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Entomological Society of America

The Fight To Save Darwin's Finches From A Blood-Sucking Threat

The finches of the Galapagos Islands are all at risk of going extinct within the next few decades thanks to an invasive species of parasitic fly.

By Steven Sparkman | December 17, 2015

Darwin's finches are under attack by an invasive species and could be heading toward extinction. 

A species of parasitic fly was brought to the Galapagos Islands from South America sometime in the latter 20th century, and it's now a threat to virtually every bird species on the islands. (Video via YouTube / Amazing Places on our Planet)

The flies lay their eggs in birds nests, and the larvae feed off the baby birds after they hatch, weakening the chicks and lowering their chances of survival. The flies also appeared suddenly, meaning the finches, which are literally textbook examples of evolution, haven't evolved a defense. (Video via Jody O'Connor)

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That's bad news for some species like the mangrove finch, one of the rarest birds in the world. But a study by University of Utah biologist Dale Clayton says even the more common of Darwin's finches could be extinct within a few decades.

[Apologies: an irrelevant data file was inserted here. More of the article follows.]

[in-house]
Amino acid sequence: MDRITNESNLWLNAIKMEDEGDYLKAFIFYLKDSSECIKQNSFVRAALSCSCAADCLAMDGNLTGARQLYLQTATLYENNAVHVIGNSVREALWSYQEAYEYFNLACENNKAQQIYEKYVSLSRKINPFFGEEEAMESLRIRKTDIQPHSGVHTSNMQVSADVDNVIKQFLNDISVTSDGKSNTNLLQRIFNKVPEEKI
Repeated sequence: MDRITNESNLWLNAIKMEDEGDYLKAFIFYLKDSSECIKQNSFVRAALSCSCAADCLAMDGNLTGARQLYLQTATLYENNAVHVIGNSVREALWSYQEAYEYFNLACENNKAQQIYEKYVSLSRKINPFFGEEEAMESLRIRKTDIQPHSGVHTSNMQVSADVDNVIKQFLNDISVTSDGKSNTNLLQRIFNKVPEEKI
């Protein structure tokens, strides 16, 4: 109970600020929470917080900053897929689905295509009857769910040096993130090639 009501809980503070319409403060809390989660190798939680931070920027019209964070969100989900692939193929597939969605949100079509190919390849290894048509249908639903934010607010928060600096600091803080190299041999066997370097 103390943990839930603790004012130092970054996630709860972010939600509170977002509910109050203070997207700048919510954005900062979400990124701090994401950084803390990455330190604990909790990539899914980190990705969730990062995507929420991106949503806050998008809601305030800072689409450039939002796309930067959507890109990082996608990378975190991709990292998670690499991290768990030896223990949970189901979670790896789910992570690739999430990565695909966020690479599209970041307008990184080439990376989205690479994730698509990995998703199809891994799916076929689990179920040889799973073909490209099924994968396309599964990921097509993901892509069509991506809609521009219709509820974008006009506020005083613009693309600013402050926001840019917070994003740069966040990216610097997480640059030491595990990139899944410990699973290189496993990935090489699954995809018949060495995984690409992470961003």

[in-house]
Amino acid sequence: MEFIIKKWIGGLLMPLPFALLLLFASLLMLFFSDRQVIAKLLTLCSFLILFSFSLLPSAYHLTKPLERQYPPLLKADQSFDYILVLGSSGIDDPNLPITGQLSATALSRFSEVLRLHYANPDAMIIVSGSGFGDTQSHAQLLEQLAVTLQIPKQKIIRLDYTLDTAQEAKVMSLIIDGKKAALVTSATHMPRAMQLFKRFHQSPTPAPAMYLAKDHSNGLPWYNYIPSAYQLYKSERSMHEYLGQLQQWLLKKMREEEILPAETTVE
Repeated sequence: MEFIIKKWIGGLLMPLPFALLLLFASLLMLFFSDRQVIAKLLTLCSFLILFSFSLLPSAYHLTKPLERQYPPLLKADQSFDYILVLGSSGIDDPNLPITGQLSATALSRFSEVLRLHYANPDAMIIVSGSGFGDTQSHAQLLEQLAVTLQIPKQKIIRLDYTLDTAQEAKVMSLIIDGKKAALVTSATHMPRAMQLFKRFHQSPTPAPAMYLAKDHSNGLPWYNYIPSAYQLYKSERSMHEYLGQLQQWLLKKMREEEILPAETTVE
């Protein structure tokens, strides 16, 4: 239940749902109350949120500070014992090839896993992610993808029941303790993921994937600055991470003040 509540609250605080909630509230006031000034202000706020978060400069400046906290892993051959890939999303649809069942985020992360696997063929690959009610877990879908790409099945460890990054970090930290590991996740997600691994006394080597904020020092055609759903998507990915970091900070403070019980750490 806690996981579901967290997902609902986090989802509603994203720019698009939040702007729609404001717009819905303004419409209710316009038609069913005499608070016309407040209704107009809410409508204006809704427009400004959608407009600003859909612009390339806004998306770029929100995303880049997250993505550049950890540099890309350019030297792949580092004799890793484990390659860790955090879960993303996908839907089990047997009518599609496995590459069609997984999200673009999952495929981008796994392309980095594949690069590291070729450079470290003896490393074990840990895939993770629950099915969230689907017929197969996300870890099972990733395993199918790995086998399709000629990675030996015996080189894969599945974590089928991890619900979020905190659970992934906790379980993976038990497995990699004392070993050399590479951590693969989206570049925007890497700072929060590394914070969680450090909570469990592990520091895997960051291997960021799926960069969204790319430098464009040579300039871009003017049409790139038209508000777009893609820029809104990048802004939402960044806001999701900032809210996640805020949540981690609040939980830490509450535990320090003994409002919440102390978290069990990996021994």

Luckily, the study also shows that even small steps toward controlling the fly population would be enough to save the famous birds. 

Organizations like the Charles Darwin Foundation are already experimenting with ways to fight the flies, including countering them with a species of predatory wasp and setting fly traps around the island. 

One of Clayton's former students came up with another ingenious technique: Let the birds fight the pests themselves. In a crowd-funded experiment, Sarah Knutie set out insecticide-treated cotton, which the birds used to build their nests, killing the flies. (Video via KSTU)

Scientists are already experimenting with the so-called "self-fumigation" technique to protect the mangrove finch. 

This video includes images from University of Utah's Jennifer KoopPeter Wilton / CC BY 2.0, the Entomological Society of AmericaJohn GouldDiego Delso / CC BY SA 4.0Sarah KnutieUniversity of Utah's Nick Steffans and Michael Dvorak / CC BY 2.5.

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